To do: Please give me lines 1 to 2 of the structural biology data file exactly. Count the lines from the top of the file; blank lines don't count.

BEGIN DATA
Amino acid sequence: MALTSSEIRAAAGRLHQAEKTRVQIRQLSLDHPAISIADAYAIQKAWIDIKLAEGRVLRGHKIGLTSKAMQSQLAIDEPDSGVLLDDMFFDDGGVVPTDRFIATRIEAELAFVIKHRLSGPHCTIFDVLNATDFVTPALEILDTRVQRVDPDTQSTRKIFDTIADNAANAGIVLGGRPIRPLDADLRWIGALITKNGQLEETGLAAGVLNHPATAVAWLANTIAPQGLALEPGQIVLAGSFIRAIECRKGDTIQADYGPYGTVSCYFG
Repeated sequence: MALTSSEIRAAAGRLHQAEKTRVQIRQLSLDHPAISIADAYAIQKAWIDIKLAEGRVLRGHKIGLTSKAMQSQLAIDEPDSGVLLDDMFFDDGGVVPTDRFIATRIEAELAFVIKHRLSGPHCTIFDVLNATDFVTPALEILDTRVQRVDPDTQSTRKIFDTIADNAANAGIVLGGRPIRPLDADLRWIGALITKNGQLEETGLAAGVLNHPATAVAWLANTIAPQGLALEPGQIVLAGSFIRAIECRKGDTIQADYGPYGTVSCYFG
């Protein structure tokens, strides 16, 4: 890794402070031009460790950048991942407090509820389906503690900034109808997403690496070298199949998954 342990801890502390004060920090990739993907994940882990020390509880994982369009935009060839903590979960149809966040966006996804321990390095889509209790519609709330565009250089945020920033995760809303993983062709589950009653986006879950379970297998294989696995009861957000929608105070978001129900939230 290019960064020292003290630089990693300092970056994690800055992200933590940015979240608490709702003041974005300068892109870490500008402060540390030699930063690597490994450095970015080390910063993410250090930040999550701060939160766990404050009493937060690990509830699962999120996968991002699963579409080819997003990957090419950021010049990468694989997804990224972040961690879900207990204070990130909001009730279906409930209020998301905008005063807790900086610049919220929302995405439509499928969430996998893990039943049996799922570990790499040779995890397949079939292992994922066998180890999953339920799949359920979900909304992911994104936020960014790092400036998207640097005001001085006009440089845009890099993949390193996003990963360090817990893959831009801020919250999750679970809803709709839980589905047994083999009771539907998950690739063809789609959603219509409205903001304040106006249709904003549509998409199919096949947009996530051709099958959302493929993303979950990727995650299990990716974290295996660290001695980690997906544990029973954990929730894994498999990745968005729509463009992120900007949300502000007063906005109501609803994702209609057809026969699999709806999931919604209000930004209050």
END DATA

Amino acid sequence: MALTSSEIRAAAGRLHQAEKTRVQIRQLSLDHPAISIADAYAIQKAWIDIKLAEGRVLRGHKIGLTSKAMQSQLAIDEPDSGVLLDDMFFDDGGVVPTDRFIATRIEAELAFVIKHRLSGPHCTIFDVLNATDFVTPALEILDTRVQRVDPDTQSTRKIFDTIADNAANAGIVLGGRPIRPLDADLRWIGALITKNGQLEETGLAAGVLNHPATAVAWLANTIAPQGLALEPGQIVLAGSFIRAIECRKGDTIQADYGPYGTVSCYFG
Repeated sequence: MALTSSEIRAAAGRLHQAEKTRVQIRQLSLDHPAISIADAYAIQKAWIDIKLAEGRVLRGHKIGLTSKAMQSQLAIDEPDSGVLLDDMFFDDGGVVPTDRFIATRIEAELAFVIKHRLSGPHCTIFDVLNATDFVTPALEILDTRVQRVDPDTQSTRKIFDTIADNAANAGIVLGGRPIRPLDADLRWIGALITKNGQLEETGLAAGVLNHPATAVAWLANTIAPQGLALEPGQIVLAGSFIRAIECRKGDTIQADYGPYGTVSCYFG